In Sarcoxie, Missouri, Ally McBeal Barnes is the small town's unofficial event coordinator and the only citizen to win the Sarcoxie Chamber Person of the Year twice. And she is just the kind of volunteer the writer says our communities need.

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Ally Barnes doesn’t call attention to herself. She isn’t the sort of person who tries to leave a dramatic first impression. But spend a little time with Ally, and you realize she’s doing something more powerful and useful. She’s listening, observing, and thinking about how to get her community of Sarcoxie, Missouri, to become more engaged and successful. 

Ally puts the spotlight on the residents of Sarcoxie, a city of about 1,300 residents in southwest Missouri. She wants to show residents what they can accomplish when they get active and work together. By all accounts, she’s making progress – and then some. 

Ally grew up in Sarcoxie. After moving away for several years as a young adult, Ally returned to her hometown and found her own unique way to make a difference. To understand Ally, you need to know more about Sarcoxie. 

Ally Barnes: Sarcoxie’s “Community Engagement Officer” 

Like many other rural communities across the country, Sarcoxie has had some economic challenges. What used to be a small, bustling community is now tinged with a bit of neglect. Venting about the current state of the town is how some may seek to confront the problem, but Ally does not have time for idle chatter. Where others might see as an empty store front, Ally sees enormous potential. Perhaps identifying opportunity is what Ally does. 

Where does her resolve come from? Is it ignorance or arrogance? Is it a function of being a cancer survivor and not having the luxury to dwell on the potential of unsavory outcomes?  

Systematically Reinvigorating a Town’s Spirit 

Ally does not have an official title, but her email address provides a clue. On the town’s email server, her ID is “eventguru.” Ally is the only person in history to win the Sarcoxie Chamber Person of the Year twice. These accolades are simply a testament of what Ally means to Sarcoxie. She’s the town’s unofficial community engagement officer.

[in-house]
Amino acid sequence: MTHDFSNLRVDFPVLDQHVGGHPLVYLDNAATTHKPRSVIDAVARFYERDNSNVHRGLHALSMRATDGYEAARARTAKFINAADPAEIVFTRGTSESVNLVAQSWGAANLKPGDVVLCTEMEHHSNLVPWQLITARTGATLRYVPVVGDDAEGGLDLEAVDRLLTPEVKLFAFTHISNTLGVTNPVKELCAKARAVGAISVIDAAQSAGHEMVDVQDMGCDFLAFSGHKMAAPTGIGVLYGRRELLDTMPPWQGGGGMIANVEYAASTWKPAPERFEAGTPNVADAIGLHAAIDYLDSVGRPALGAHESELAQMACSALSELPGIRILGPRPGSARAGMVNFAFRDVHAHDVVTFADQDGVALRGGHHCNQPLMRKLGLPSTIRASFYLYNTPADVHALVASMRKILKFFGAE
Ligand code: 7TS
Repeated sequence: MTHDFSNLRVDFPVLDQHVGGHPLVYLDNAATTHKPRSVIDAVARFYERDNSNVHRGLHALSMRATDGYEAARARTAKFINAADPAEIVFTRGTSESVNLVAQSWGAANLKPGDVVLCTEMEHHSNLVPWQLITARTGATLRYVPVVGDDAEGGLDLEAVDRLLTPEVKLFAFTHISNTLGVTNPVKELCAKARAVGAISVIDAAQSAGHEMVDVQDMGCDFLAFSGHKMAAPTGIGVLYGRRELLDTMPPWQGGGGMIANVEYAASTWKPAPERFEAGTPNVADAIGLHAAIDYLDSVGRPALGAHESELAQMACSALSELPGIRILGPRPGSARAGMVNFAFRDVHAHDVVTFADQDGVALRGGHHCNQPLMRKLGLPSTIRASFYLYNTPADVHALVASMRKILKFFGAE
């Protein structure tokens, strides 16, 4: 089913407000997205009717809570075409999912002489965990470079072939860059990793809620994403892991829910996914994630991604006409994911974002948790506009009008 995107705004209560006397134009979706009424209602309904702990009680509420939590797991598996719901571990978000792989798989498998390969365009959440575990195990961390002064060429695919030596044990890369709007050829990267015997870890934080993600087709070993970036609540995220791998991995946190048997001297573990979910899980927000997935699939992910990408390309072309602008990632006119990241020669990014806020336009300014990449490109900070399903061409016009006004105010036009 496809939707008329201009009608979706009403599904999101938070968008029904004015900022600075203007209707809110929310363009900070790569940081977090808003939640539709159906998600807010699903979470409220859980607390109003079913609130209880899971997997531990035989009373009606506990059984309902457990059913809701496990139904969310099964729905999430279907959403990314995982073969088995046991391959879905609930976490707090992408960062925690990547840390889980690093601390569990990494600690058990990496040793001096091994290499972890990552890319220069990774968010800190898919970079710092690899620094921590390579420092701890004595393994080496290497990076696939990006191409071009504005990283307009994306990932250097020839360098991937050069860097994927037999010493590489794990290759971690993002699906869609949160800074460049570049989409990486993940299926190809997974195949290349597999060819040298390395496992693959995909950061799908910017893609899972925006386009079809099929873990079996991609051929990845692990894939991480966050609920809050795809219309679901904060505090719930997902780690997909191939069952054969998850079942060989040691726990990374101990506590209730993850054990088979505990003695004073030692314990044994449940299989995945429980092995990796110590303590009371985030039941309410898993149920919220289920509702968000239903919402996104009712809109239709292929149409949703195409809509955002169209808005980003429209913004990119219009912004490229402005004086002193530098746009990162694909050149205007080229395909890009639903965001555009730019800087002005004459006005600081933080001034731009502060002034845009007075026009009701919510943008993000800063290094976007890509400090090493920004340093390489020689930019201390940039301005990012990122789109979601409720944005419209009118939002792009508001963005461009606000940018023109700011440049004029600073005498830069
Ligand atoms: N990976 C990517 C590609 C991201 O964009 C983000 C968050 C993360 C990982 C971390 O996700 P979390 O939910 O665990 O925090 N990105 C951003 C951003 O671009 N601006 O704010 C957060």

What does that mean? It is simple: Like a good guide, mentor, or coach, her job is to try to help the community realize its potential. To achieve this vision Ally works very closely with the mayor, a local pastor, business leaders, and active residents.  Jointly they are engaging every part of the community (the youth, senior citizens, business leaders, citizens at large). By strategically organizing local festivals, events, celebrations, and volunteer community clean-ups, they have ensured that every citizen has an opportunity to participate in the rejuvenation of the town. 

The Response to “I Heart Sarcoxie” Events 

So is the effort working? Here, thankfully we have some data to understand the impact of the effort. By applying simple quantitative analysis on the impact of the community outreach efforts, we can gauge which programs in Sarcoxie are having a positive impact and which programs are not. This assessment is part of a community development process called Growing Rural Ozarks, or GRO, sponsored by the Community Foundation of the Ozarks and USDA Rural Development. The assessment will be conducted annually, through a five-question survey. Already, Sarcoxie’s scores have exceeded expectations. 

Residents are asked to respond to the following question on a scale from 1-10: How enthusiastic are you about the direction in which the community is headed? Sarcoxie’s average score is 7 out of 10. 

While this may seem like an unimpressive score at first glance, when you dive into the numbers what you see is that roughly half of responders gave the community a score of 8 or higher. It is also worth noting that we have conducted this same survey in over a dozen communities, and Sarcoxie stands out. An average community enthusiasm score never surpasses 5.5. 

The story of Ally and Sarcoxie is important for a several reasons. Sarcoxie isn’t unique in the issues it is facing. Overall, rural population isn’t growing and poverty is getting worse for many small towns. 

In this context, the leaders in these communities are seeking the magical potion that can move the community back on the trajectory of economic progress.  The reality is that this answer won’t come from the outside. It lies within the hearts and minds of its citizens.  

As communities seek to change their trajectory, they should seek their own Ally. Look for the passionate resident who is willing to put in the time and energy because they have an innate drive to see their community improve. While every community has this type of leadership, we often do not empower such leaders to do the community work that they seek. 

To survive, rural America must find and empower its own Ally Barnes. 

Hrishue Mahalaha is an economic advisor who works with small cities to help them enact economic and community development strategies. His work in Sarcoxie, Missouri, is supported by the Community Foundation of The Ozarks and USDA Rural Development. 

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